Lower court opinion here.
And here is the Court’s syllabus:
In this tribal sovereign immunity case, the Colorado Supreme Court affirms the court of appeals’ decision to remand the case to the trial court to determine whether Cash Advance and Preferred Cash Loans act as arms of the Miami Nation of Oklahoma and the Santee Sioux Nation, respectively, such that their activities are properly deemed to be those of the tribes. As an initial matter, the court holds that tribal sovereign immunity applies to judicial enforcement of state investigatory actions, including this state investigative subpoena enforcement action. Because the trial court arrived at a contrary conclusion, a remand is necessary to determine whether Cash Advance and Preferred Cash Loans are arms of their respective tribes such that their activities are properly deemed to be those of the tribes.
In determining whether Cash Advance and Preferred Cash Loans are arms of their respective tribes, the trial court shall consider the following three factors: (1) whether the tribes created the entities pursuant to tribal law; (2) whether the tribes own and operate the entities; and (3) whether the entities’ immunity protects the tribes’ sovereignty. The state bears the burden of proving, by a preponderance of the evidence, that Cash Advance and Preferred Cash Loans are not entitled to tribal sovereign immunity.
Additionally, the supreme court disagrees with the court of appeals’ determination that tribal sovereign immunity does not extend to tribal officers engaged in conduct allegedly violating state law. Instead, the appropriate determination with respect to individual tribal officers is whether they acted within the scope of their lawful authority, as defined by the tribe and limited only by federal law.The supreme court further disagrees with the court of appeals’ to the extent it would recognize a waiver of sovereign immunity that is not explicit and unequivocal. The court of appeals directed the trial court to look for a waiver of tribal sovereign immunity in a broad range of sources, including a contractual arbitration clause between Cash Advance or Preferred Cash Loans and Colorado customers. The court, however, finds it unlikely that an explicit and unequivocal waiver of tribal sovereign immunity would be found in such an arbitration clause.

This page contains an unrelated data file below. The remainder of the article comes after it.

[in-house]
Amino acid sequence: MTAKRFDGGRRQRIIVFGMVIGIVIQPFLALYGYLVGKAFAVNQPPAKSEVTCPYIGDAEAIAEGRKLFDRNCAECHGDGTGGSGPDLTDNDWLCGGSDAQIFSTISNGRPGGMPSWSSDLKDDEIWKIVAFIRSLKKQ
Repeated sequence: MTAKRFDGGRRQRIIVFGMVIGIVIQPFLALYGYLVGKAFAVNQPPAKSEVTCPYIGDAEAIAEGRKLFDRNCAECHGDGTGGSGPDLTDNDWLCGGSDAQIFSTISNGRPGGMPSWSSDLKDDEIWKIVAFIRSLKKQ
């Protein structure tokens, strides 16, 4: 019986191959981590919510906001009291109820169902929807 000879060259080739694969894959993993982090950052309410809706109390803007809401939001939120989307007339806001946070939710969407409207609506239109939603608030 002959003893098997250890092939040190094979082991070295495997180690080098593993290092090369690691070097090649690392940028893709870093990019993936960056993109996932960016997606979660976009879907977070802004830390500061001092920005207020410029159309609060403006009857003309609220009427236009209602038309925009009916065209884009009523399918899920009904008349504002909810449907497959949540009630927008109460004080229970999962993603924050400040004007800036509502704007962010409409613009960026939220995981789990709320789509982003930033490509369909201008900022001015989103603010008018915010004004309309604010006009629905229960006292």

Interesting development, in that the State found a tribal court case adopting the infamous 11-part test cobbled together by the Colorado Court of Appeals (earlier briefs are here):
In our experience, tribal courts rarely apply a common law test in determining whether or not a tribal business entity is immune from suit. They don’t need to, given that tribal business entities are created via a document (e.g., articles of incorporation) or statute (e.g., tribal corporations code) that spells out in exacting detail the contours of immunity.
Strangely, state courts adopting these 11- or 3- or 5-part tests (or whatever) don’t spend enough time looking at the tribal statutory law, and are prone to creating common law for their own purposes.
Colorado seems to be trying to play a weird game of “gotcha!” here. Not sure how this material is relevant. Now if they had found a case from Miami Tribe or Santee Sioux tribal court, hmmm….
Here is the next round of briefs (first round was here, an additional round is expected after the holidays):
Here is Cash Advance’s brief in Colorado ex rel. Suthers v. Cash Advance — Cash Advance Opening Brief
This case involves an effort by Cash Advance and other payday loan companies to avoid state investigation/process by licensing themselves with Indian tribes (the Miami Tribe and Santee Sioux Nation), and asserting tribal sovereign immunity. Our previous posting with links to related materials is here.